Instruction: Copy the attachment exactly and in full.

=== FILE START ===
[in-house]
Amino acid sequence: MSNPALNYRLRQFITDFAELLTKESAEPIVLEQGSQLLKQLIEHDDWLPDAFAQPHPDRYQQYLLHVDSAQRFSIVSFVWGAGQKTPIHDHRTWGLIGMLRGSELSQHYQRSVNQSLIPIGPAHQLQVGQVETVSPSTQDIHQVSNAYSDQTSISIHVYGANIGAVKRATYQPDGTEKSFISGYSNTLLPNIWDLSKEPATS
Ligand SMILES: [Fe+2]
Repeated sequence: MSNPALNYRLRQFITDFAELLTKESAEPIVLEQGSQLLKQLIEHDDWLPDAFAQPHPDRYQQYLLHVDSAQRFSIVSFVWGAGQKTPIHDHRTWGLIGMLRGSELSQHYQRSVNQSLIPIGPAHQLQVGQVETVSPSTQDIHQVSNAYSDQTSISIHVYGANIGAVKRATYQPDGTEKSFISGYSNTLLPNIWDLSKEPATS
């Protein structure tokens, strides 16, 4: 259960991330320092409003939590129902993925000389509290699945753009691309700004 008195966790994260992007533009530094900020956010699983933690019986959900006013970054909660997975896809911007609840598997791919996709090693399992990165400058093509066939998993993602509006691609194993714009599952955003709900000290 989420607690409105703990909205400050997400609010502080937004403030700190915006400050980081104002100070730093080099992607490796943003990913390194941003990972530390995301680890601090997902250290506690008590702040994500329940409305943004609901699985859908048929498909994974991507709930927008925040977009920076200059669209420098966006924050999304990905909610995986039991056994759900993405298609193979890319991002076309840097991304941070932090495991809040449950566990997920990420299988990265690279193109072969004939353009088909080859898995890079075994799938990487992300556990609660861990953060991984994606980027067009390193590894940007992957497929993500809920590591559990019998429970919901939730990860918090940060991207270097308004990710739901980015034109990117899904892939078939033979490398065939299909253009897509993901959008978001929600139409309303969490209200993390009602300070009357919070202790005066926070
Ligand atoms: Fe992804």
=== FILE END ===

[in-house]
Amino acid sequence: MSNPALNYRLRQFITDFAELLTKESAEPIVLEQGSQLLKQLIEHDDWLPDAFAQPHPDRYQQYLLHVDSAQRFSIVSFVWGAGQKTPIHDHRTWGLIGMLRGSELSQHYQRSVNQSLIPIGPAHQLQVGQVETVSPSTQDIHQVSNAYSDQTSISIHVYGANIGAVKRATYQPDGTEKSFISGYSNTLLPNIWDLSKEPATS
Ligand SMILES: [Fe+2]
Repeated sequence: MSNPALNYRLRQFITDFAELLTKESAEPIVLEQGSQLLKQLIEHDDWLPDAFAQPHPDRYQQYLLHVDSAQRFSIVSFVWGAGQKTPIHDHRTWGLIGMLRGSELSQHYQRSVNQSLIPIGPAHQLQVGQVETVSPSTQDIHQVSNAYSDQTSISIHVYGANIGAVKRATYQPDGTEKSFISGYSNTLLPNIWDLSKEPATS
């Protein structure tokens, strides 16, 4: 259960991330320092409003939590129902993925000389509290699945753009691309700004 008195966790994260992007533009530094900020956010699983933690019986959900006013970054909660997975896809911007609840598997791919996709090693399992990165400058093509066939998993993602509006691609194993714009599952955003709900000290 989420607690409105703990909205400050997400609010502080937004403030700190915006400050980081104002100070730093080099992607490796943003990913390194941003990972530390995301680890601090997902250290506690008590702040994500329940409305943004609901699985859908048929498909994974991507709930927008925040977009920076200059669209420098966006924050999304990905909610995986039991056994759900993405298609193979890319991002076309840097991304941070932090495991809040449950566990997920990420299988990265690279193109072969004939353009088909080859898995890079075994799938990487992300556990609660861990953060991984994606980027067009390193590894940007992957497929993500809920590591559990019998429970919901939730990860918090940060991207270097308004990710739901980015034109990117899904892939078939033979490398065939299909253009897509993901959008978001929600139409309303969490209200993390009602300070009357919070202790005066926070
Ligand atoms: Fe992804």